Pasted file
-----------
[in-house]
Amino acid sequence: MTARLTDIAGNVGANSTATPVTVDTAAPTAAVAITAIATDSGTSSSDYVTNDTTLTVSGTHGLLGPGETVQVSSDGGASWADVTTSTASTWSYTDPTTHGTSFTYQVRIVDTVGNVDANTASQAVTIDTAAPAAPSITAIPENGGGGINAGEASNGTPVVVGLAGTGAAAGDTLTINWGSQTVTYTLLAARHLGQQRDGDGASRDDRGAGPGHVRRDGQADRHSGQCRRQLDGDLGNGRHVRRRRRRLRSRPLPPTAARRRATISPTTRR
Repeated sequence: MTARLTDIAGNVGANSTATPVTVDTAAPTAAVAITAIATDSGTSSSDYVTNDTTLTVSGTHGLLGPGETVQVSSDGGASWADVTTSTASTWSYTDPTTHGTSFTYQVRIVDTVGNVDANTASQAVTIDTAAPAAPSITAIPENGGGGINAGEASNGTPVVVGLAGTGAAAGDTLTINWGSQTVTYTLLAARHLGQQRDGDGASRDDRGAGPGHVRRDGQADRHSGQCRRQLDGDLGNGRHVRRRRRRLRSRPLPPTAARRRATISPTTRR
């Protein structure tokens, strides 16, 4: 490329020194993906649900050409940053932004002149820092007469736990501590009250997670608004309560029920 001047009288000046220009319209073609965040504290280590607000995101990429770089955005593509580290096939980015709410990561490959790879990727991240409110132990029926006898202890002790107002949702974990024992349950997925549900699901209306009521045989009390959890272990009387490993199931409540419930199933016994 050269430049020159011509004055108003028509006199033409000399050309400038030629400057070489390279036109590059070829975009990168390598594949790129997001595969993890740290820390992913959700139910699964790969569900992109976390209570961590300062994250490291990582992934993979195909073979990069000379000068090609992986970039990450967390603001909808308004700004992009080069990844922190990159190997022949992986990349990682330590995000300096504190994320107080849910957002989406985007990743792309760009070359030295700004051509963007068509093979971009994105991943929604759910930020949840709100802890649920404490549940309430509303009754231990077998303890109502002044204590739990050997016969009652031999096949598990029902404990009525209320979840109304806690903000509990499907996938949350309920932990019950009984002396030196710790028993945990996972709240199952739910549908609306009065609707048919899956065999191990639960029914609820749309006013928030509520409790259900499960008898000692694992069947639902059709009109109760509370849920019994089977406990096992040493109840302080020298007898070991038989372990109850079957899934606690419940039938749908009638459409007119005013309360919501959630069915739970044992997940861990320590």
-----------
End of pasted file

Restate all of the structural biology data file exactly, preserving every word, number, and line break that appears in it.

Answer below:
[in-house]
Amino acid sequence: MTARLTDIAGNVGANSTATPVTVDTAAPTAAVAITAIATDSGTSSSDYVTNDTTLTVSGTHGLLGPGETVQVSSDGGASWADVTTSTASTWSYTDPTTHGTSFTYQVRIVDTVGNVDANTASQAVTIDTAAPAAPSITAIPENGGGGINAGEASNGTPVVVGLAGTGAAAGDTLTINWGSQTVTYTLLAARHLGQQRDGDGASRDDRGAGPGHVRRDGQADRHSGQCRRQLDGDLGNGRHVRRRRRRLRSRPLPPTAARRRATISPTTRR
Repeated sequence: MTARLTDIAGNVGANSTATPVTVDTAAPTAAVAITAIATDSGTSSSDYVTNDTTLTVSGTHGLLGPGETVQVSSDGGASWADVTTSTASTWSYTDPTTHGTSFTYQVRIVDTVGNVDANTASQAVTIDTAAPAAPSITAIPENGGGGINAGEASNGTPVVVGLAGTGAAAGDTLTINWGSQTVTYTLLAARHLGQQRDGDGASRDDRGAGPGHVRRDGQADRHSGQCRRQLDGDLGNGRHVRRRRRRLRSRPLPPTAARRRATISPTTRR
């Protein structure tokens, strides 16, 4: 490329020194993906649900050409940053932004002149820092007469736990501590009250997670608004309560029920 001047009288000046220009319209073609965040504290280590607000995101990429770089955005593509580290096939980015709410990561490959790879990727991240409110132990029926006898202890002790107002949702974990024992349950997925549900699901209306009521045989009390959890272990009387490993199931409540419930199933016994 050269430049020159011509004055108003028509006199033409000399050309400038030629400057070489390279036109590059070829975009990168390598594949790129997001595969993890740290820390992913959700139910699964790969569900992109976390209570961590300062994250490291990582992934993979195909073979990069000379000068090609992986970039990450967390603001909808308004700004992009080069990844922190990159190997022949992986990349990682330590995000300096504190994320107080849910957002989406985007990743792309760009070359030295700004051509963007068509093979971009994105991943929604759910930020949840709100802890649920404490549940309430509303009754231990077998303890109502002044204590739990050997016969009652031999096949598990029902404990009525209320979840109304806690903000509990499907996938949350309920932990019950009984002396030196710790028993945990996972709240199952739910549908609306009065609707048919899956065999191990639960029914609820749309006013928030509520409790259900499960008898000692694992069947639902059709009109109760509370849920019994089977406990096992040493109840302080020298007898070991038989372990109850079957899934606690419940039938749908009638459409007119005013309360919501959630069915739970044992997940861990320590």